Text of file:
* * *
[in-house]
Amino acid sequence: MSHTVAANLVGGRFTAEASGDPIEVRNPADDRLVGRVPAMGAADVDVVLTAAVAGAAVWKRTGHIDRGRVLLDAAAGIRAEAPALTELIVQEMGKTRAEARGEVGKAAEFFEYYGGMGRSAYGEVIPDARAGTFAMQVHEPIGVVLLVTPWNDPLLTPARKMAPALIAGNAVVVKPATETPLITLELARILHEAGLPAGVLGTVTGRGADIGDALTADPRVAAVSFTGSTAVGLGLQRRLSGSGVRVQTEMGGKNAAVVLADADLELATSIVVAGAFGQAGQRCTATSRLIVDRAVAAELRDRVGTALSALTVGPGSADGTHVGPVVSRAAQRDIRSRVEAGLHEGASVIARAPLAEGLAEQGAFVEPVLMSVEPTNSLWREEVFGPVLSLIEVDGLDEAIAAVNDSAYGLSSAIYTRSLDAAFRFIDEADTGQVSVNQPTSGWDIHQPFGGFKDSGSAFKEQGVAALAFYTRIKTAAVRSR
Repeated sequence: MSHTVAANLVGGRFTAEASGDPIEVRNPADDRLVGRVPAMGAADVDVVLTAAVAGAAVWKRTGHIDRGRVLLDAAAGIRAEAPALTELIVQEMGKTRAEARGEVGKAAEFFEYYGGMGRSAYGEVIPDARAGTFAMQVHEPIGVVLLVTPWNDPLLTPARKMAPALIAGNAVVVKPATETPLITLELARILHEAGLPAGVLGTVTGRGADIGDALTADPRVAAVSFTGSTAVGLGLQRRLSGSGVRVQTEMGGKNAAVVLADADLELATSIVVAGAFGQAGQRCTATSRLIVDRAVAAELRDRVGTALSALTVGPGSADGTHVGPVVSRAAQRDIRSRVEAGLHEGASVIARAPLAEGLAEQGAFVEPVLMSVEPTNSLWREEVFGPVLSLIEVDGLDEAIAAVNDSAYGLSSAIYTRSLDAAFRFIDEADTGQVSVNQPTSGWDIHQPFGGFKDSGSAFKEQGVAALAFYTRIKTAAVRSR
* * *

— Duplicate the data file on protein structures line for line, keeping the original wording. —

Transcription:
[in-house]
Amino acid sequence: MSHTVAANLVGGRFTAEASGDPIEVRNPADDRLVGRVPAMGAADVDVVLTAAVAGAAVWKRTGHIDRGRVLLDAAAGIRAEAPALTELIVQEMGKTRAEARGEVGKAAEFFEYYGGMGRSAYGEVIPDARAGTFAMQVHEPIGVVLLVTPWNDPLLTPARKMAPALIAGNAVVVKPATETPLITLELARILHEAGLPAGVLGTVTGRGADIGDALTADPRVAAVSFTGSTAVGLGLQRRLSGSGVRVQTEMGGKNAAVVLADADLELATSIVVAGAFGQAGQRCTATSRLIVDRAVAAELRDRVGTALSALTVGPGSADGTHVGPVVSRAAQRDIRSRVEAGLHEGASVIARAPLAEGLAEQGAFVEPVLMSVEPTNSLWREEVFGPVLSLIEVDGLDEAIAAVNDSAYGLSSAIYTRSLDAAFRFIDEADTGQVSVNQPTSGWDIHQPFGGFKDSGSAFKEQGVAALAFYTRIKTAAVRSR
Repeated sequence: MSHTVAANLVGGRFTAEASGDPIEVRNPADDRLVGRVPAMGAADVDVVLTAAVAGAAVWKRTGHIDRGRVLLDAAAGIRAEAPALTELIVQEMGKTRAEARGEVGKAAEFFEYYGGMGRSAYGEVIPDARAGTFAMQVHEPIGVVLLVTPWNDPLLTPARKMAPALIAGNAVVVKPATETPLITLELARILHEAGLPAGVLGTVTGRGADIGDALTADPRVAAVSFTGSTAVGLGLQRRLSGSGVRVQTEMGGKNAAVVLADADLELATSIVVAGAFGQAGQRCTATSRLIVDRAVAAELRDRVGTALSALTVGPGSADGTHVGPVVSRAAQRDIRSRVEAGLHEGASVIARAPLAEGLAEQGAFVEPVLMSVEPTNSLWREEVFGPVLSLIEVDGLDEAIAAVNDSAYGLSSAIYTRSLDAAFRFIDEADTGQVSVNQPTSGWDIHQPFGGFKDSGSAFKEQGVAALAFYTRIKTAAVRSR